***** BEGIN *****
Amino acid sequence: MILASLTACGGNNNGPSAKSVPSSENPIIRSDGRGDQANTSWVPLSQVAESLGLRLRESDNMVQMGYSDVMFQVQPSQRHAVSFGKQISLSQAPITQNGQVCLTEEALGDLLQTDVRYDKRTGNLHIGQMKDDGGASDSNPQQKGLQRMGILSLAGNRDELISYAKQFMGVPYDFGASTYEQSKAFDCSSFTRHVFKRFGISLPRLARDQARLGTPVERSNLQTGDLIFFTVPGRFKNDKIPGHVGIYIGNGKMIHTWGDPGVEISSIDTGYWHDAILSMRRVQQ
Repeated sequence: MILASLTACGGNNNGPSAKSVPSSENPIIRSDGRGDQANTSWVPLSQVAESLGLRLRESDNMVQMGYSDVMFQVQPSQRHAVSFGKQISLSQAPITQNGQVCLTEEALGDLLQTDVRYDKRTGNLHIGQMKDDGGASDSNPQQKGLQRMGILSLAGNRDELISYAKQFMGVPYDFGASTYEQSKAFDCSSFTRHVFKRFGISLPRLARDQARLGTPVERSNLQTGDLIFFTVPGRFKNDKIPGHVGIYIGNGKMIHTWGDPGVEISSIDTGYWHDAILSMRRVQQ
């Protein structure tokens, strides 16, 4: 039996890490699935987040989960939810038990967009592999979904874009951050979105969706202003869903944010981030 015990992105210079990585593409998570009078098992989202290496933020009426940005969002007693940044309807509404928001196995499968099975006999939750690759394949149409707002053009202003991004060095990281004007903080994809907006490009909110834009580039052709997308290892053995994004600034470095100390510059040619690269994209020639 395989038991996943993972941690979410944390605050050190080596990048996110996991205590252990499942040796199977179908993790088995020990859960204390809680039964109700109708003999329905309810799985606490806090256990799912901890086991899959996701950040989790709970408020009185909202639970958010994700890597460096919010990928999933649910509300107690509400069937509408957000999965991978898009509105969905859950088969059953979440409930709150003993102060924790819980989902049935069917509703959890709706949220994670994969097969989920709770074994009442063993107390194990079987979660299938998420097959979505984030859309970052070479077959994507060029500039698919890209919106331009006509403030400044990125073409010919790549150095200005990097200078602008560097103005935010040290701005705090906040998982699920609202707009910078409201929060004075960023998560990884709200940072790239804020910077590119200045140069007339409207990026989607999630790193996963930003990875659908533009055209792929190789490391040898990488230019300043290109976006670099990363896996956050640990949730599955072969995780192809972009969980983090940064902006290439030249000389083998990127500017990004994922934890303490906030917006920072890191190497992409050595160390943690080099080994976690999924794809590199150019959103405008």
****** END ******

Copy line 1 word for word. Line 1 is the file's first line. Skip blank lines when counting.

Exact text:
Amino acid sequence: MILASLTACGGNNNGPSAKSVPSSENPIIRSDGRGDQANTSWVPLSQVAESLGLRLRESDNMVQMGYSDVMFQVQPSQRHAVSFGKQISLSQAPITQNGQVCLTEEALGDLLQTDVRYDKRTGNLHIGQMKDDGGASDSNPQQKGLQRMGILSLAGNRDELISYAKQFMGVPYDFGASTYEQSKAFDCSSFTRHVFKRFGISLPRLARDQARLGTPVERSNLQTGDLIFFTVPGRFKNDKIPGHVGIYIGNGKMIHTWGDPGVEISSIDTGYWHDAILSMRRVQQ